Mittivakkat Glacier, seen above, has suffered its most significant ice loss ever recorded -- the biggest decline since at least 1931, probably 1898:
The observations indicate that the total 2011 mass budget loss was 2.45 metres, 0.29 metres higher than the previous observed record loss in 2010. The 2011 value was also significantly above the 16-year average observed loss of 0.97 metres per year.
The 2011 observations further illustrate, even comparing the mass balance value against simulated glacier mass balance values back to 1898, that 2011 is a record-breaking glacier mass loss year.
The melt season in Greenland now stretches into September, so it will likely be early 2012 before we know if the 2011 Greenland melt season has broke 2010's record. But Mittivakkat Glacier appears to be representative of a large classes of similar glaciers:
These observations suggest that recent Mittivakkat Glacier mass losses, which have been driven largely by higher surface temperatures and low precipitation, are representative of the broader region, which includes many hundreds of local glaciers in Greenland. Observations of other glaciers in Greenland show terminus retreats comparable to that of Mittivakkat Glacier. These glaciers are similar to the Mittivakkat Glacier in size and elevation range.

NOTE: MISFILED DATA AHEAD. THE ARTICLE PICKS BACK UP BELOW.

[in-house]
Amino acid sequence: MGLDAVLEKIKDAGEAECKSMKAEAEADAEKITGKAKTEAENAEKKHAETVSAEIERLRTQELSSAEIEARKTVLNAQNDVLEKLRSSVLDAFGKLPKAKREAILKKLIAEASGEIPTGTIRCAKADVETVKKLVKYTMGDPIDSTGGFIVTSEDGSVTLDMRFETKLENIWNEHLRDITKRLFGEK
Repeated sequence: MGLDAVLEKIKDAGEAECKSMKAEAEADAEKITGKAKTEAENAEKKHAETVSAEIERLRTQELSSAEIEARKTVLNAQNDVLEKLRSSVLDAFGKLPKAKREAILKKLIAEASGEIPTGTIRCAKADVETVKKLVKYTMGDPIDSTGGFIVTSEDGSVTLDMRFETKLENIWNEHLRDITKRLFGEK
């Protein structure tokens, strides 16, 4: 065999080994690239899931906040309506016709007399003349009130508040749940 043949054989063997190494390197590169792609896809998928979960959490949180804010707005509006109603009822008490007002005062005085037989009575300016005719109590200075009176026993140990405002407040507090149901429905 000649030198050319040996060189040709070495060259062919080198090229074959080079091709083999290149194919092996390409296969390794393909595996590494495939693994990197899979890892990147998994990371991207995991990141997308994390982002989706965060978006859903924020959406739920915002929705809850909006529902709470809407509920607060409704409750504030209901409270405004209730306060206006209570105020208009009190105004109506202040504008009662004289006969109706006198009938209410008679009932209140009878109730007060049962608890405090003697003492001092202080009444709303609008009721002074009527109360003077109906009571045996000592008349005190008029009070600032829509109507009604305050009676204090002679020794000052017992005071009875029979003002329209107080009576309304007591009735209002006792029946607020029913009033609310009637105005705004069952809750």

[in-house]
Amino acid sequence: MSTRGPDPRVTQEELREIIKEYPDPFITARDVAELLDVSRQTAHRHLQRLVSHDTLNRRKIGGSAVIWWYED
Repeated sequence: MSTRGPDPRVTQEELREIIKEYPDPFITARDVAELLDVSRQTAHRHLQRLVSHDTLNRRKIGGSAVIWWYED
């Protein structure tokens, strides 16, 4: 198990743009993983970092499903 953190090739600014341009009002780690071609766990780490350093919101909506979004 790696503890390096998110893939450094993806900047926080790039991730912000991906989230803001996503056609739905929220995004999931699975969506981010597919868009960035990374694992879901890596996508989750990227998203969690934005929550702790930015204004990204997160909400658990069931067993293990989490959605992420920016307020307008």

So a new record seems more likely than not. The basics on the Greenland ice sheet are:
* It holds about 700,000 cubic miles of ice, enough to raise sea levels by 20 feet.
* It is melting, and that melt is rapidly accelerating:
* If the melt would stop accelerating, it would take a long time (many thousands of years) to melt the whole thing. Unfortunately, there's no reason to think the acceleration will stop.
For more on Greenland's ice, check out our newly blog-rolled Cryospheric Processes Laboratory.